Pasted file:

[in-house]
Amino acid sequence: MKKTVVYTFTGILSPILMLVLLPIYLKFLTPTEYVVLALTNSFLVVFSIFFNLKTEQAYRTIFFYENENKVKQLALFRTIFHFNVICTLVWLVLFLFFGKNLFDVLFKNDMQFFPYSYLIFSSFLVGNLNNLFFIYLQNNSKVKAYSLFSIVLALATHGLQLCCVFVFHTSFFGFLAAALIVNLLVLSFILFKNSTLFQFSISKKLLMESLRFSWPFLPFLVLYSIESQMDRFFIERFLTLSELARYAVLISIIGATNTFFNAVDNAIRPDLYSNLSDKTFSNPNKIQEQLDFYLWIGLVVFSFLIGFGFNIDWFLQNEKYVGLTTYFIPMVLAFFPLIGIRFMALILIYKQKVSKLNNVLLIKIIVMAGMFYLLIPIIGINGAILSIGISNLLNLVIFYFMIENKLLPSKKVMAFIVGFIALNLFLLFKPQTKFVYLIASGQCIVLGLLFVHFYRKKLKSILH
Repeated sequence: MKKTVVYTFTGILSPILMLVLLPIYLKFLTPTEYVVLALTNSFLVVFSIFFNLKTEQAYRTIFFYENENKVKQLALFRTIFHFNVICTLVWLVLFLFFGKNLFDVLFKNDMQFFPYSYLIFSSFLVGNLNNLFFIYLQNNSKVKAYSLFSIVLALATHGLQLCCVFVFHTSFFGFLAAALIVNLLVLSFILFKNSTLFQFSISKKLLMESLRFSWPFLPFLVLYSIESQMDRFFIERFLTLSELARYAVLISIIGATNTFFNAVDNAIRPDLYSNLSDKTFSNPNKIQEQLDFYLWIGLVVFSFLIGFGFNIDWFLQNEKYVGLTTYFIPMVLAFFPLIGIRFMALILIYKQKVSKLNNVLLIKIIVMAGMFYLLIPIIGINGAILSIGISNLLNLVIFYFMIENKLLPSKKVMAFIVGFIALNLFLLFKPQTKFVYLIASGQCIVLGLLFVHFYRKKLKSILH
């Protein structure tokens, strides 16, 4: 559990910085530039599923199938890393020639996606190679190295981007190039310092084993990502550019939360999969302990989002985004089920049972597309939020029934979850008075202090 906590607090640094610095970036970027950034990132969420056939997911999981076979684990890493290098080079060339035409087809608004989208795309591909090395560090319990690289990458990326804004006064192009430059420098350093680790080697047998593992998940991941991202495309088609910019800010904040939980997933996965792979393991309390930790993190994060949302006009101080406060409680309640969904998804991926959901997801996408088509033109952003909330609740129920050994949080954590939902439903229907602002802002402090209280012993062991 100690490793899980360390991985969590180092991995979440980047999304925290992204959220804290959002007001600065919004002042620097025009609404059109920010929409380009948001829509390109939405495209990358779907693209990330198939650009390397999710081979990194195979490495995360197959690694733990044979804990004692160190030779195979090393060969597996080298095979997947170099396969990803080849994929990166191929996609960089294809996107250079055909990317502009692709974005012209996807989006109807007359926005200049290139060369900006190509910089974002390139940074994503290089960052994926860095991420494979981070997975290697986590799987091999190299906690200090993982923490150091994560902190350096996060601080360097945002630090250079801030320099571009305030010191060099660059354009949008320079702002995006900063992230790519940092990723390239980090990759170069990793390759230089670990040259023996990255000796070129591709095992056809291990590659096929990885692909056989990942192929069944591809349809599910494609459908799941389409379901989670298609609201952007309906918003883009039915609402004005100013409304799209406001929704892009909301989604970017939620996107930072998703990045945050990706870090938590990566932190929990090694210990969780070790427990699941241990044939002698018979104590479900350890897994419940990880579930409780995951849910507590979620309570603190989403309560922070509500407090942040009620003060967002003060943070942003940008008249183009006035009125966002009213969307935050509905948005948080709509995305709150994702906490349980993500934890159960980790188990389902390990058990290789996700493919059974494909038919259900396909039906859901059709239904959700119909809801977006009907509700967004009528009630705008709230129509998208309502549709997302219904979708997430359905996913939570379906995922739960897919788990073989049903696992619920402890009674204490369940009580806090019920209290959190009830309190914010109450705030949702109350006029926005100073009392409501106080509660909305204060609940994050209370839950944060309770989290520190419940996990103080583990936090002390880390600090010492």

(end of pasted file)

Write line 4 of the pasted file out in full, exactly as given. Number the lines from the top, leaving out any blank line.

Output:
């Protein structure tokens, strides 16, 4: 559990910085530039599923199938890393020639996606190679190295981007190039310092084993990502550019939360999969302990989002985004089920049972597309939020029934979850008075202090 906590607090640094610095970036970027950034990132969420056939997911999981076979684990890493290098080079060339035409087809608004989208795309591909090395560090319990690289990458990326804004006064192009430059420098350093680790080697047998593992998940991941991202495309088609910019800010904040939980997933996965792979393991309390930790993190994060949302006009101080406060409680309640969904998804991926959901997801996408088509033109952003909330609740129920050994949080954590939902439903229907602002802002402090209280012993062991 100690490793899980360390991985969590180092991995979440980047999304925290992204959220804290959002007001600065919004002042620097025009609404059109920010929409380009948001829509390109939405495209990358779907693209990330198939650009390397999710081979990194195979490495995360197959690694733990044979804990004692160190030779195979090393060969597996080298095979997947170099396969990803080849994929990166191929996609960089294809996107250079055909990317502009692709974005012209996807989006109807007359926005200049290139060369900006190509910089974002390139940074994503290089960052994926860095991420494979981070997975290697986590799987091999190299906690200090993982923490150091994560902190350096996060601080360097945002630090250079801030320099571009305030010191060099660059354009949008320079702002995006900063992230790519940092990723390239980090990759170069990793390759230089670990040259023996990255000796070129591709095992056809291990590659096929990885692909056989990942192929069944591809349809599910494609459908799941389409379901989670298609609201952007309906918003883009039915609402004005100013409304799209406001929704892009909301989604970017939620996107930072998703990045945050990706870090938590990566932190929990090694210990969780070790427990699941241990044939002698018979104590479900350890897994419940990880579930409780995951849910507590979620309570603190989403309560922070509500407090942040009620003060967002003060943070942003940008008249183009006035009125966002009213969307935050509905948005948080709509995305709150994702906490349980993500934890159960980790188990389902390990058990290789996700493919059974494909038919259900396909039906859901059709239904959700119909809801977006009907509700967004009528009630705008709230129509998208309502549709997302219904979708997430359905996913939570379906995922739960897919788990073989049903696992619920402890009674204490369940009580806090019920209290959190009830309190914010109450705030949702109350006029926005100073009392409501106080509660909305204060609940994050209370839950944060309770989290520190419940996990103080583990936090002390880390600090010492």